About St. Louis Municipal Court

Jurisdiction of the St. Louis Municipal Court, mission, and governance.


City Court is a division of the Circuit Court of the City of St. Louis, and has exclusive original jurisdiction to hear and resolve alleged violations of the Ordinances of the City.

The Municipal Court handles these cases:

  • Traffic
  • Minor Alcohol/Drug
  • Earnings Tax
  • Truancy
  • Problem Property

Our Mission

City Court embraces the belief that it has the opportunity and capacity to be an engine of civic betterment, to improve traffic safety, to identify and connect those with special needs with services that will improve their lives, to promote quality neighborhoods, and protect commercial districts and establishments and help make them more viable, prosperous and safe.

The Court is committed to the goal of racial equity: a state in which race does not predict the outcomes of cases in City Court.

We embrace the belief that with this, our publicly declared and intentional effort to do so, we can ever more closely approach a state in which race does not predict outcomes in our Court.

Courts Within Municipal Court

Traffic Court

Traffic court is a specialized judicial process for handling traffic ticket cases.

Minor Alcohol/Drug Court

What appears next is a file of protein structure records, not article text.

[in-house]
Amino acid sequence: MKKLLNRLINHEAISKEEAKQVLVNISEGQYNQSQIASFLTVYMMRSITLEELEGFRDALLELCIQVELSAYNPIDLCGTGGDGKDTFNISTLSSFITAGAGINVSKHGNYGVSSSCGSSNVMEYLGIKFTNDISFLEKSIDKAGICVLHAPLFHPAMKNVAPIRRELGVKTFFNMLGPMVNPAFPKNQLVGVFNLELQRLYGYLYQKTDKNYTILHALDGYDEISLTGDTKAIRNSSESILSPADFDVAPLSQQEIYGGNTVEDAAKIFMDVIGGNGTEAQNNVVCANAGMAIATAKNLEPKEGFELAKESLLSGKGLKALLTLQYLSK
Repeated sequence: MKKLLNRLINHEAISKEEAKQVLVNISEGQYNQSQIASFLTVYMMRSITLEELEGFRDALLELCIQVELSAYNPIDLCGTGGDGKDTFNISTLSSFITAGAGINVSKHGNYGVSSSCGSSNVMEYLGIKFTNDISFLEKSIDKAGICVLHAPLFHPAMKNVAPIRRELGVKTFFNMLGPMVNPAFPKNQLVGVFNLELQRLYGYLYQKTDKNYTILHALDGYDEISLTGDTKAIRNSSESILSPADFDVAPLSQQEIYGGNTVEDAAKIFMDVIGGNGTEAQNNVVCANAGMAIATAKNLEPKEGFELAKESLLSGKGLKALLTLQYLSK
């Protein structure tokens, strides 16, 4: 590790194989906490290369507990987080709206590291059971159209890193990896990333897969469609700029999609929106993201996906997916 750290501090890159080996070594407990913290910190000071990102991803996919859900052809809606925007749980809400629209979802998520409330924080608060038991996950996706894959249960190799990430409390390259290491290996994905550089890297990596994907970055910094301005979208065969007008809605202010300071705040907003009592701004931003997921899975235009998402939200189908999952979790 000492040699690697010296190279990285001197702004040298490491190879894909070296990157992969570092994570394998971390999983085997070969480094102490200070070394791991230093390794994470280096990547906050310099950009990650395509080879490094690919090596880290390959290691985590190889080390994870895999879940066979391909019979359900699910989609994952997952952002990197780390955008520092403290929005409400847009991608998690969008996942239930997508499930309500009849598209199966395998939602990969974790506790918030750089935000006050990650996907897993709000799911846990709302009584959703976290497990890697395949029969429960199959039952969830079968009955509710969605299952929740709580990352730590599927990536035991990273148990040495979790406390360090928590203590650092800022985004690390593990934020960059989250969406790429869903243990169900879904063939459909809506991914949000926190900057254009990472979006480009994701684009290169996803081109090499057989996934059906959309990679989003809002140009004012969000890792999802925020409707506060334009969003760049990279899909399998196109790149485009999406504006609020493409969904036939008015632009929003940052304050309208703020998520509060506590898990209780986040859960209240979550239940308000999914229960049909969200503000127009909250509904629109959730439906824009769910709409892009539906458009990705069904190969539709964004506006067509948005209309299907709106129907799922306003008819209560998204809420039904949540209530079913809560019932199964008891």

Drug Court combines the authority of the judge, prosecutor, probation officers, law enforcement, and corrections officers with the expertise of substance abuse treatment professionals to force an offender to deal with his or her substance abuse.

Earnings Tax Court

Tax courts have the authority to provide rulings on a wide range of taxation subjects.

Earnings Tax Court is a specialized court of law that hears and adjudicates earning tax-related disputes and issues.

Truancy Court

Every parent in Missouri is responsible for making sure that their children receive an education. This can be done in a number of ways, including enrolling in public or private schools, pursuing educational opportunities online or opting to utilize a home school option. If a child misses so many days of school in a year, the child and the parent could face a number of penalties thanks to state truancy laws.

Truancy Court was created to hold parents responsible for making sure their kids get to school. Parents may be sent to truancy court if their child misses 10 or more days of school without a verifiable reason.

Problem Property Court

They tackle and solve especially persistent Problem Properties—the poorly maintained addresses that drive down land values and prompt neighbors to move.

Court Governance

The operation of the Court is governed by the U.S. constitution, the Missouri constitution, Missouri statutes, Missouri Supreme Court rules and operating standards, local court rules and St. Louis City Ordinances.

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